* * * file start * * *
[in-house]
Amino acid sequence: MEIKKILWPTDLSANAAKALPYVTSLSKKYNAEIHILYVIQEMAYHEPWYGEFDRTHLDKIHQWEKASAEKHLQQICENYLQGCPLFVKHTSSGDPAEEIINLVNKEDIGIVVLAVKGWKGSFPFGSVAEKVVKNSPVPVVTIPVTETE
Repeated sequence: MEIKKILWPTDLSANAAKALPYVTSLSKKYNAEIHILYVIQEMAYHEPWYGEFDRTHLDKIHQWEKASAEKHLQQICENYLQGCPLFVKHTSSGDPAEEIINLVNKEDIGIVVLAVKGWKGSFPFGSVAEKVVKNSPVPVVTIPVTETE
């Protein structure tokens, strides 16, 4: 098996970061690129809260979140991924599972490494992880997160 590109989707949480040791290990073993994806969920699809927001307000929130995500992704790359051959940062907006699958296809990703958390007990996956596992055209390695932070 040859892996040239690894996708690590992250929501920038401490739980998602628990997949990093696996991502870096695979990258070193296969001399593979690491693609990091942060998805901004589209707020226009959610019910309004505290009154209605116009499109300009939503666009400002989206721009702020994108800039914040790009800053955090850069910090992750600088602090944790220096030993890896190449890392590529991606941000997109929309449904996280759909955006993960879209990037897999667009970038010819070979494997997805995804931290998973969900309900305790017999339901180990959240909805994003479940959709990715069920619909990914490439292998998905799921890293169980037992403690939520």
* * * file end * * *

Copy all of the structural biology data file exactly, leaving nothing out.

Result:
[in-house]
Amino acid sequence: MEIKKILWPTDLSANAAKALPYVTSLSKKYNAEIHILYVIQEMAYHEPWYGEFDRTHLDKIHQWEKASAEKHLQQICENYLQGCPLFVKHTSSGDPAEEIINLVNKEDIGIVVLAVKGWKGSFPFGSVAEKVVKNSPVPVVTIPVTETE
Repeated sequence: MEIKKILWPTDLSANAAKALPYVTSLSKKYNAEIHILYVIQEMAYHEPWYGEFDRTHLDKIHQWEKASAEKHLQQICENYLQGCPLFVKHTSSGDPAEEIINLVNKEDIGIVVLAVKGWKGSFPFGSVAEKVVKNSPVPVVTIPVTETE
């Protein structure tokens, strides 16, 4: 098996970061690129809260979140991924599972490494992880997160 590109989707949480040791290990073993994806969920699809927001307000929130995500992704790359051959940062907006699958296809990703958390007990996956596992055209390695932070 040859892996040239690894996708690590992250929501920038401490739980998602628990997949990093696996991502870096695979990258070193296969001399593979690491693609990091942060998805901004589209707020226009959610019910309004505290009154209605116009499109300009939503666009400002989206721009702020994108800039914040790009800053955090850069910090992750600088602090944790220096030993890896190449890392590529991606941000997109929309449904996280759909955006993960879209990037897999667009970038010819070979494997997805995804931290998973969900309900305790017999339901180990959240909805994003479940959709990715069920619909990914490439292998998905799921890293169980037992403690939520």